Cognitive reality of multidimensional information processing in knowledge assessment by experts
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Two experiments were designed in order to examine the knowledge assessment task accomplished by French teachers assessing essays written by French native secondary school students. The focus of the study bears on the potentially multidimensional nature of the processing of evaluation cues.
In the experimental conditions conventionally designed to test multidimensional evaluation models or techniques, information about each object to be evaluated (and hence, the dimensions along which objects are compared with each other) are explicitly provided to the subject from some external source.
The experiments presented here were aimed at studying information processing by experts performing an evaluation task in which the experts themselves are required to: (i) define the relevant dimensions to be used in the evaluation and (ii) elaborate the necessary information about each of those dimensions for each object (in this case, native language essays). The question is to find out whether or not the information processing carried out by such subjects is multidimensional.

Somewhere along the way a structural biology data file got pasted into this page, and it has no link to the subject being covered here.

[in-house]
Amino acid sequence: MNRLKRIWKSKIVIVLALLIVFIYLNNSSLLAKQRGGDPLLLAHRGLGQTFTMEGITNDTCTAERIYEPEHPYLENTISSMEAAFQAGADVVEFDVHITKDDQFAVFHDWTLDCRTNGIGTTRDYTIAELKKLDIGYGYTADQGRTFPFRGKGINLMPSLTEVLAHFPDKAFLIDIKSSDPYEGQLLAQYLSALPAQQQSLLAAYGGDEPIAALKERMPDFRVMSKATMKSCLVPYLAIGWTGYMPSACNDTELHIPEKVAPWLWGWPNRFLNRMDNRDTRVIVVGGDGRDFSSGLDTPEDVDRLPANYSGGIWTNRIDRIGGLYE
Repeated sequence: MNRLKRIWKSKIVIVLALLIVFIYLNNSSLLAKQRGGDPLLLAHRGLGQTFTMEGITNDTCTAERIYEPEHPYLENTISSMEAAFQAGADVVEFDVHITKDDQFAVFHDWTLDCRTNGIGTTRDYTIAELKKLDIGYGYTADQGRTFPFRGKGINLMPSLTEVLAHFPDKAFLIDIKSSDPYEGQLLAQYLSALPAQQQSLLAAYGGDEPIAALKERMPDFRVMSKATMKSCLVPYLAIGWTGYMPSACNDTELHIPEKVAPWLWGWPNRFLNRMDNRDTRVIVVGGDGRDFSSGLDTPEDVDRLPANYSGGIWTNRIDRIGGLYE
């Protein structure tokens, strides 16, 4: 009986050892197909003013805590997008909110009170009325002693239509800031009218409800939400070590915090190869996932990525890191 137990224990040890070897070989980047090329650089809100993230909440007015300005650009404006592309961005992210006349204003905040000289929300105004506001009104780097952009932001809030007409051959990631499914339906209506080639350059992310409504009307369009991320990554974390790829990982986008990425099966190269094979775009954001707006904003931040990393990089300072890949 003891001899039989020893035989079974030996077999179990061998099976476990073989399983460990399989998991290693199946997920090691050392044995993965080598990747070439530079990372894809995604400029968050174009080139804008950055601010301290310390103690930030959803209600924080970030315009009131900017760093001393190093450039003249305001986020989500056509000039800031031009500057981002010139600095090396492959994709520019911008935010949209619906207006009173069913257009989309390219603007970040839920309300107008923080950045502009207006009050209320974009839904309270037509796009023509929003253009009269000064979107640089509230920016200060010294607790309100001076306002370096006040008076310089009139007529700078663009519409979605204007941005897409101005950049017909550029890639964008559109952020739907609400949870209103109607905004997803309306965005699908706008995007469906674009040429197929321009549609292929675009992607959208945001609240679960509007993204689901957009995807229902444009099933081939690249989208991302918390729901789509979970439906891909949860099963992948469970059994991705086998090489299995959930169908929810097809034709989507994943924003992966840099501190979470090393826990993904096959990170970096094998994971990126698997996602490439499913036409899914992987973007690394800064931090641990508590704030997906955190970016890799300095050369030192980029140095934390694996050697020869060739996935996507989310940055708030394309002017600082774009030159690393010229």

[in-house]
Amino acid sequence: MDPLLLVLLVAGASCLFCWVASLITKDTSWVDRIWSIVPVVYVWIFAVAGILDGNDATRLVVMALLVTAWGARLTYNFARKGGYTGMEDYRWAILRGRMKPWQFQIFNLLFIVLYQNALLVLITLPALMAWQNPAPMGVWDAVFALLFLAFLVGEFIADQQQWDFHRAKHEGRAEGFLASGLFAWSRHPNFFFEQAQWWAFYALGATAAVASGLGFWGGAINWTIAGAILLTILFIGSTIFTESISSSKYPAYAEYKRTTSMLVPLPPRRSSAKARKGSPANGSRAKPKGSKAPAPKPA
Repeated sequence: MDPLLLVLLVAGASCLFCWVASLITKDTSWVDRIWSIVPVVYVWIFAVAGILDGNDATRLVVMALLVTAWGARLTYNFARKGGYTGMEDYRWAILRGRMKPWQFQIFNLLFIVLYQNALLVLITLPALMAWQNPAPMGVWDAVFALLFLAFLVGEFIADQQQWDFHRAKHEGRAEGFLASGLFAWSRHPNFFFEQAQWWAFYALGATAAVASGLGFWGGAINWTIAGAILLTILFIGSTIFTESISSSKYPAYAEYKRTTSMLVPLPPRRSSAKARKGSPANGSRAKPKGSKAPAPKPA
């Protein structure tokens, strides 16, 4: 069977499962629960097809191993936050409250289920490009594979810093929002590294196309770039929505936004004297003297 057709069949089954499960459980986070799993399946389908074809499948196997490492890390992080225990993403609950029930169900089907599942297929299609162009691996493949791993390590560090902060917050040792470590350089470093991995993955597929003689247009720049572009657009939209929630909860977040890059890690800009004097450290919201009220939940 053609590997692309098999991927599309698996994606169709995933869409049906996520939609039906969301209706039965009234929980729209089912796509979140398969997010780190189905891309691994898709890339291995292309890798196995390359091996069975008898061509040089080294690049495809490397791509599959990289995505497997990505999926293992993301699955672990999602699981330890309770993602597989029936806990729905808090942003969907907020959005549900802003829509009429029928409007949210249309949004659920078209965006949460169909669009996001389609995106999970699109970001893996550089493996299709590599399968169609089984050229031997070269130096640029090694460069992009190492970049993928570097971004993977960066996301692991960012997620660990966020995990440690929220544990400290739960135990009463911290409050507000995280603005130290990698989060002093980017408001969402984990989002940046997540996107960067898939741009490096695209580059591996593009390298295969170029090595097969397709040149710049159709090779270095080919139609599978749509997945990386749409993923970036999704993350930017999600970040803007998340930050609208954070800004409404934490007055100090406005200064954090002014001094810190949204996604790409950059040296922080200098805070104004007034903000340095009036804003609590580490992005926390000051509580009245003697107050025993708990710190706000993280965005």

If evaluators do in fact perform multidimensional processing of information, this implies not only that evaluation cues belong to differentiated classes (Experiment 1), but also that cues belonging to the same class are processed with respect to each other before being processed with respect to cues of another class (Experiment 2).
The results obtained here support that conclusion. Both experiments used the self-paced display paradigm. Subjects were presented with segments of text on a computer screen, and the display time for each segment was recorded. Random coloration of errors belonging to three evaluator-defined classes was found to increase display time on the corresponding segments.
Key wordsCognition Expertise Knowledge assessment Multidimensional information processing
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